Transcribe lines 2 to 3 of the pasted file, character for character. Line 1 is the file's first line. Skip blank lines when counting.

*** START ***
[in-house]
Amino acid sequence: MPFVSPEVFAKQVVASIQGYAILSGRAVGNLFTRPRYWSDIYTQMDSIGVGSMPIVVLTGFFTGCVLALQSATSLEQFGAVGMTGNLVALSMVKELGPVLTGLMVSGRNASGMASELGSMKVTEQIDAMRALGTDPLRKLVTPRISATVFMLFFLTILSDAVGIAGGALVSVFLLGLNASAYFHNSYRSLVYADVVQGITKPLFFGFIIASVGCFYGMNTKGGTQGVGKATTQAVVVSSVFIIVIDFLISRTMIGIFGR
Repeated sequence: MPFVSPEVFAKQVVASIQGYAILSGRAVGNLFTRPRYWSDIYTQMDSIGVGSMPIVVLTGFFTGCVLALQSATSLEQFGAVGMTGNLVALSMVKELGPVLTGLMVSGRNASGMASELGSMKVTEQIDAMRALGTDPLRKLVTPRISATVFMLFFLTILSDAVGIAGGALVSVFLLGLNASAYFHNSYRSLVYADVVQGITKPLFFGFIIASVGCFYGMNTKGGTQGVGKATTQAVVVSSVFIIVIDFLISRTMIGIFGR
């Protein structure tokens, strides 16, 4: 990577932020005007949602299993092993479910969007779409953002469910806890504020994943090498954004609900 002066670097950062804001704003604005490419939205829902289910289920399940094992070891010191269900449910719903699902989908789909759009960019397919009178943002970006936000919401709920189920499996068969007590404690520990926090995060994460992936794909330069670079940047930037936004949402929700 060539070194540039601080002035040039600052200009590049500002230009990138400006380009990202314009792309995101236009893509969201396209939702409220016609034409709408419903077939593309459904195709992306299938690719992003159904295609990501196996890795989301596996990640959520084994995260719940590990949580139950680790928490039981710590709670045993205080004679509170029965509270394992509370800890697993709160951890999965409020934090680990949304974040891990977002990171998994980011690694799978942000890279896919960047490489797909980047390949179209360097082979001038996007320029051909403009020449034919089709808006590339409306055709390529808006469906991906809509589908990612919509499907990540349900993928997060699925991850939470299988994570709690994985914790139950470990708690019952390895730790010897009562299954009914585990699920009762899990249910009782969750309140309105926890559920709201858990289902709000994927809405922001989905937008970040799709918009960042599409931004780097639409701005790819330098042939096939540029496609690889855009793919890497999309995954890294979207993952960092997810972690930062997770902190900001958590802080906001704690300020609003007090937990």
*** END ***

Amino acid sequence: MPFVSPEVFAKQVVASIQGYAILSGRAVGNLFTRPRYWSDIYTQMDSIGVGSMPIVVLTGFFTGCVLALQSATSLEQFGAVGMTGNLVALSMVKELGPVLTGLMVSGRNASGMASELGSMKVTEQIDAMRALGTDPLRKLVTPRISATVFMLFFLTILSDAVGIAGGALVSVFLLGLNASAYFHNSYRSLVYADVVQGITKPLFFGFIIASVGCFYGMNTKGGTQGVGKATTQAVVVSSVFIIVIDFLISRTMIGIFGR
Repeated sequence: MPFVSPEVFAKQVVASIQGYAILSGRAVGNLFTRPRYWSDIYTQMDSIGVGSMPIVVLTGFFTGCVLALQSATSLEQFGAVGMTGNLVALSMVKELGPVLTGLMVSGRNASGMASELGSMKVTEQIDAMRALGTDPLRKLVTPRISATVFMLFFLTILSDAVGIAGGALVSVFLLGLNASAYFHNSYRSLVYADVVQGITKPLFFGFIIASVGCFYGMNTKGGTQGVGKATTQAVVVSSVFIIVIDFLISRTMIGIFGR